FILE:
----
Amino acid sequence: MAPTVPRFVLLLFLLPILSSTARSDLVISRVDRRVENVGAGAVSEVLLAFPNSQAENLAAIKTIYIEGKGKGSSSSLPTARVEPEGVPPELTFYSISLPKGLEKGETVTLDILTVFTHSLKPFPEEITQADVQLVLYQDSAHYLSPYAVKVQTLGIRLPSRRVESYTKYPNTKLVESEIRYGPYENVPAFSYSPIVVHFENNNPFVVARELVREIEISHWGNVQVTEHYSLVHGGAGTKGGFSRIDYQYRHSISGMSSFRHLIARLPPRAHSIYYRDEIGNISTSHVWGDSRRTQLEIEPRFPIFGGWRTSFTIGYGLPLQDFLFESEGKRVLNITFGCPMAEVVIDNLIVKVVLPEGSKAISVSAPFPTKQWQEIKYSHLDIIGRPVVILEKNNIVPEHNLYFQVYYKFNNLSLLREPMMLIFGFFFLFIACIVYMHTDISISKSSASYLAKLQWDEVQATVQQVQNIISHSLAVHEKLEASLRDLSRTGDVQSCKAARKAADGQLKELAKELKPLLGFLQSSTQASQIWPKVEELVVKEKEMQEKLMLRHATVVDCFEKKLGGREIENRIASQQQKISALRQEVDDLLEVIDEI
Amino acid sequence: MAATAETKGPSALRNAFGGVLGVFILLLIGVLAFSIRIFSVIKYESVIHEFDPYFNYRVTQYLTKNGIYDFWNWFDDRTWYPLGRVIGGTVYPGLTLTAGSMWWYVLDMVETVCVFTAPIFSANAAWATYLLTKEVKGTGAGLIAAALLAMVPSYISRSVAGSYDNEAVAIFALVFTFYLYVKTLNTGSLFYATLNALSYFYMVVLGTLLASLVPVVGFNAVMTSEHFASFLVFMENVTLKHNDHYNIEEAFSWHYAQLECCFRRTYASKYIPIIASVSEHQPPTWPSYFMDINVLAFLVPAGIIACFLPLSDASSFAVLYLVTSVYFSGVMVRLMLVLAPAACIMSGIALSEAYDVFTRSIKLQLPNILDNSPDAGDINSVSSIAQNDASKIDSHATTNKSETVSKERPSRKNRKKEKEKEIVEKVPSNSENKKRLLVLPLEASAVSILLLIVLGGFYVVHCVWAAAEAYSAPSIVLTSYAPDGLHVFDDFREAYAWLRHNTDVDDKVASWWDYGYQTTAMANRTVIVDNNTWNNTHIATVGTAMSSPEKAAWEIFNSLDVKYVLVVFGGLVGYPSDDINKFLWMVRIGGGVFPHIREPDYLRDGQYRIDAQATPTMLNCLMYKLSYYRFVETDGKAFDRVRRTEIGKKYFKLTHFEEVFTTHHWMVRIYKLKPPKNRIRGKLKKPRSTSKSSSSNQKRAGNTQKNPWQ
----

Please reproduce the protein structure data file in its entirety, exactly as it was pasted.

Amino acid sequence: MAPTVPRFVLLLFLLPILSSTARSDLVISRVDRRVENVGAGAVSEVLLAFPNSQAENLAAIKTIYIEGKGKGSSSSLPTARVEPEGVPPELTFYSISLPKGLEKGETVTLDILTVFTHSLKPFPEEITQADVQLVLYQDSAHYLSPYAVKVQTLGIRLPSRRVESYTKYPNTKLVESEIRYGPYENVPAFSYSPIVVHFENNNPFVVARELVREIEISHWGNVQVTEHYSLVHGGAGTKGGFSRIDYQYRHSISGMSSFRHLIARLPPRAHSIYYRDEIGNISTSHVWGDSRRTQLEIEPRFPIFGGWRTSFTIGYGLPLQDFLFESEGKRVLNITFGCPMAEVVIDNLIVKVVLPEGSKAISVSAPFPTKQWQEIKYSHLDIIGRPVVILEKNNIVPEHNLYFQVYYKFNNLSLLREPMMLIFGFFFLFIACIVYMHTDISISKSSASYLAKLQWDEVQATVQQVQNIISHSLAVHEKLEASLRDLSRTGDVQSCKAARKAADGQLKELAKELKPLLGFLQSSTQASQIWPKVEELVVKEKEMQEKLMLRHATVVDCFEKKLGGREIENRIASQQQKISALRQEVDDLLEVIDEI
Amino acid sequence: MAATAETKGPSALRNAFGGVLGVFILLLIGVLAFSIRIFSVIKYESVIHEFDPYFNYRVTQYLTKNGIYDFWNWFDDRTWYPLGRVIGGTVYPGLTLTAGSMWWYVLDMVETVCVFTAPIFSANAAWATYLLTKEVKGTGAGLIAAALLAMVPSYISRSVAGSYDNEAVAIFALVFTFYLYVKTLNTGSLFYATLNALSYFYMVVLGTLLASLVPVVGFNAVMTSEHFASFLVFMENVTLKHNDHYNIEEAFSWHYAQLECCFRRTYASKYIPIIASVSEHQPPTWPSYFMDINVLAFLVPAGIIACFLPLSDASSFAVLYLVTSVYFSGVMVRLMLVLAPAACIMSGIALSEAYDVFTRSIKLQLPNILDNSPDAGDINSVSSIAQNDASKIDSHATTNKSETVSKERPSRKNRKKEKEKEIVEKVPSNSENKKRLLVLPLEASAVSILLLIVLGGFYVVHCVWAAAEAYSAPSIVLTSYAPDGLHVFDDFREAYAWLRHNTDVDDKVASWWDYGYQTTAMANRTVIVDNNTWNNTHIATVGTAMSSPEKAAWEIFNSLDVKYVLVVFGGLVGYPSDDINKFLWMVRIGGGVFPHIREPDYLRDGQYRIDAQATPTMLNCLMYKLSYYRFVETDGKAFDRVRRTEIGKKYFKLTHFEEVFTTHHWMVRIYKLKPPKNRIRGKLKKPRSTSKSSSSNQKRAGNTQKNPWQ